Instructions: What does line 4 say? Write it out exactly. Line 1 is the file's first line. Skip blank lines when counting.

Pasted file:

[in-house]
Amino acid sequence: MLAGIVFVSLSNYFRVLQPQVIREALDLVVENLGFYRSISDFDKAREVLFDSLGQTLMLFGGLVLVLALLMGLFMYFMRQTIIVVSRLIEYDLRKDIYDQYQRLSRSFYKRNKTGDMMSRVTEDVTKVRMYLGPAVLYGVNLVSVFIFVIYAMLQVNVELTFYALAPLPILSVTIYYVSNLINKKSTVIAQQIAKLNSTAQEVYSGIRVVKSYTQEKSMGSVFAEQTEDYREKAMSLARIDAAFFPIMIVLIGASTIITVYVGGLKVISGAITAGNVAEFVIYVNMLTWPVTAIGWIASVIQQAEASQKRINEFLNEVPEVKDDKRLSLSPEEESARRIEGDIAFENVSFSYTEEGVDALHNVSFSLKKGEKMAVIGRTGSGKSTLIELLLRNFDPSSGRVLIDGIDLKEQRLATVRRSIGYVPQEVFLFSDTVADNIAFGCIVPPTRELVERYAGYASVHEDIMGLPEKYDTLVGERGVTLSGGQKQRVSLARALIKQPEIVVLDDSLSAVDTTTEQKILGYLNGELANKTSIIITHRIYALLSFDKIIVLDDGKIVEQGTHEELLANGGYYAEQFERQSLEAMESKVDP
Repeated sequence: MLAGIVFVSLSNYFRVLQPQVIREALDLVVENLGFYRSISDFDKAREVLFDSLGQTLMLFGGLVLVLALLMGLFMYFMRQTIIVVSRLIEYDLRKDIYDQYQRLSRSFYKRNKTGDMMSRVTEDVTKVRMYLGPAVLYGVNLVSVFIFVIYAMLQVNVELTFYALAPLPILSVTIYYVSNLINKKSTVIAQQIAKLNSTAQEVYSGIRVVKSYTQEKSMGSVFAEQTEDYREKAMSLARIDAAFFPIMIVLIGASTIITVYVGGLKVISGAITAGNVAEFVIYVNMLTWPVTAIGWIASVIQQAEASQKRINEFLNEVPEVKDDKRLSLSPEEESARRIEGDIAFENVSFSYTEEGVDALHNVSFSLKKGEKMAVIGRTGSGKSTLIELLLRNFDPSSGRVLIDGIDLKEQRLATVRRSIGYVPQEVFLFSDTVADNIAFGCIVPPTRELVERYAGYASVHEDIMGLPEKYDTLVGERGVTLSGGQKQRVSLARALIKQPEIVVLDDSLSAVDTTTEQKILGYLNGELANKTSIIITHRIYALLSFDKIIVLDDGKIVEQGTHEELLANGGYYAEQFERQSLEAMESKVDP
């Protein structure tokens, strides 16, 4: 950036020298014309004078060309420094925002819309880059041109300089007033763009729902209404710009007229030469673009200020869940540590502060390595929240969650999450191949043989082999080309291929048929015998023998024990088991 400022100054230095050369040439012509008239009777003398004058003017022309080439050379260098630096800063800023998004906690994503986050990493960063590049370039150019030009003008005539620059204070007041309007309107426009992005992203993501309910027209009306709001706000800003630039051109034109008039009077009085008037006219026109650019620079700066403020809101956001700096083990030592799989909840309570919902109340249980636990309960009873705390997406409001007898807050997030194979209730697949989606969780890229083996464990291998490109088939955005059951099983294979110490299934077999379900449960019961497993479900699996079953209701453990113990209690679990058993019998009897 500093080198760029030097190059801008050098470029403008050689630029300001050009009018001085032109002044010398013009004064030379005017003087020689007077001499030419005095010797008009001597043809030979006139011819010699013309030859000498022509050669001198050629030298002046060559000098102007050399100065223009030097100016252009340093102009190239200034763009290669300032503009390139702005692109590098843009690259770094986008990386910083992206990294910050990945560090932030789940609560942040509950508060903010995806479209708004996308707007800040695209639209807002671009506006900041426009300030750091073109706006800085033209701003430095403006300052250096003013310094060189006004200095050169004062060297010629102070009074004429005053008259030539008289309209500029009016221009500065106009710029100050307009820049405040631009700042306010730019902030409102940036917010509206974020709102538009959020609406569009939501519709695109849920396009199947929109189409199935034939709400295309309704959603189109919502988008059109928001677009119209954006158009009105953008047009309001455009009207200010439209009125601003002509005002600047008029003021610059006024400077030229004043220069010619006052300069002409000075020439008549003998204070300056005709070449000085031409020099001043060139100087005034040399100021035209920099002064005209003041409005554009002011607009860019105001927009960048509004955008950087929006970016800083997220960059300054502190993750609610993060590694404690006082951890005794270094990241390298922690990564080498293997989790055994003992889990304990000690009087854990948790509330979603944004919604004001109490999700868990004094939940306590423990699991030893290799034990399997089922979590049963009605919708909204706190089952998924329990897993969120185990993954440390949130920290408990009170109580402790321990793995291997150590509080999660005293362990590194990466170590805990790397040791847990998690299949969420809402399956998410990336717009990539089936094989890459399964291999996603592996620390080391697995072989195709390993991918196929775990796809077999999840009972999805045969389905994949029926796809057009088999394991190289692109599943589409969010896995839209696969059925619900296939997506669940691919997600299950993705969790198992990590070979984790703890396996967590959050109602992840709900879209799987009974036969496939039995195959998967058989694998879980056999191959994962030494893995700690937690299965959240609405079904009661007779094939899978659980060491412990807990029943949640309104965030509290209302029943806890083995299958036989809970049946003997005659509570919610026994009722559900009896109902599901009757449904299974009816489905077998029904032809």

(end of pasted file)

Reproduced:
């Protein structure tokens, strides 16, 4: 950036020298014309004078060309420094925002819309880059041109300089007033763009729902209404710009007229030469673009200020869940540590502060390595929240969650999450191949043989082999080309291929048929015998023998024990088991 400022100054230095050369040439012509008239009777003398004058003017022309080439050379260098630096800063800023998004906690994503986050990493960063590049370039150019030009003008005539620059204070007041309007309107426009992005992203993501309910027209009306709001706000800003630039051109034109008039009077009085008037006219026109650019620079700066403020809101956001700096083990030592799989909840309570919902109340249980636990309960009873705390997406409001007898807050997030194979209730697949989606969780890229083996464990291998490109088939955005059951099983294979110490299934077999379900449960019961497993479900699996079953209701453990113990209690679990058993019998009897 500093080198760029030097190059801008050098470029403008050689630029300001050009009018001085032109002044010398013009004064030379005017003087020689007077001499030419005095010797008009001597043809030979006139011819010699013309030859000498022509050669001198050629030298002046060559000098102007050399100065223009030097100016252009340093102009190239200034763009290669300032503009390139702005692109590098843009690259770094986008990386910083992206990294910050990945560090932030789940609560942040509950508060903010995806479209708004996308707007800040695209639209807002671009506006900041426009300030750091073109706006800085033209701003430095403006300052250096003013310094060189006004200095050169004062060297010629102070009074004429005053008259030539008289309209500029009016221009500065106009710029100050307009820049405040631009700042306010730019902030409102940036917010509206974020709102538009959020609406569009939501519709695109849920396009199947929109189409199935034939709400295309309704959603189109919502988008059109928001677009119209954006158009009105953008047009309001455009009207200010439209009125601003002509005002600047008029003021610059006024400077030229004043220069010619006052300069002409000075020439008549003998204070300056005709070449000085031409020099001043060139100087005034040399100021035209920099002064005209003041409005554009002011607009860019105001927009960048509004955008950087929006970016800083997220960059300054502190993750609610993060590694404690006082951890005794270094990241390298922690990564080498293997989790055994003992889990304990000690009087854990948790509330979603944004919604004001109490999700868990004094939940306590423990699991030893290799034990399997089922979590049963009605919708909204706190089952998924329990897993969120185990993954440390949130920290408990009170109580402790321990793995291997150590509080999660005293362990590194990466170590805990790397040791847990998690299949969420809402399956998410990336717009990539089936094989890459399964291999996603592996620390080391697995072989195709390993991918196929775990796809077999999840009972999805045969389905994949029926796809057009088999394991190289692109599943589409969010896995839209696969059925619900296939997506669940691919997600299950993705969790198992990590070979984790703890396996967590959050109602992840709900879209799987009974036969496939039995195959998967058989694998879980056999191959994962030494893995700690937690299965959240609405079904009661007779094939899978659980060491412990807990029943949640309104965030509290209302029943806890083995299958036989809970049946003997005659509570919610026994009722559900009896109902599901009757449904299974009816489905077998029904032809």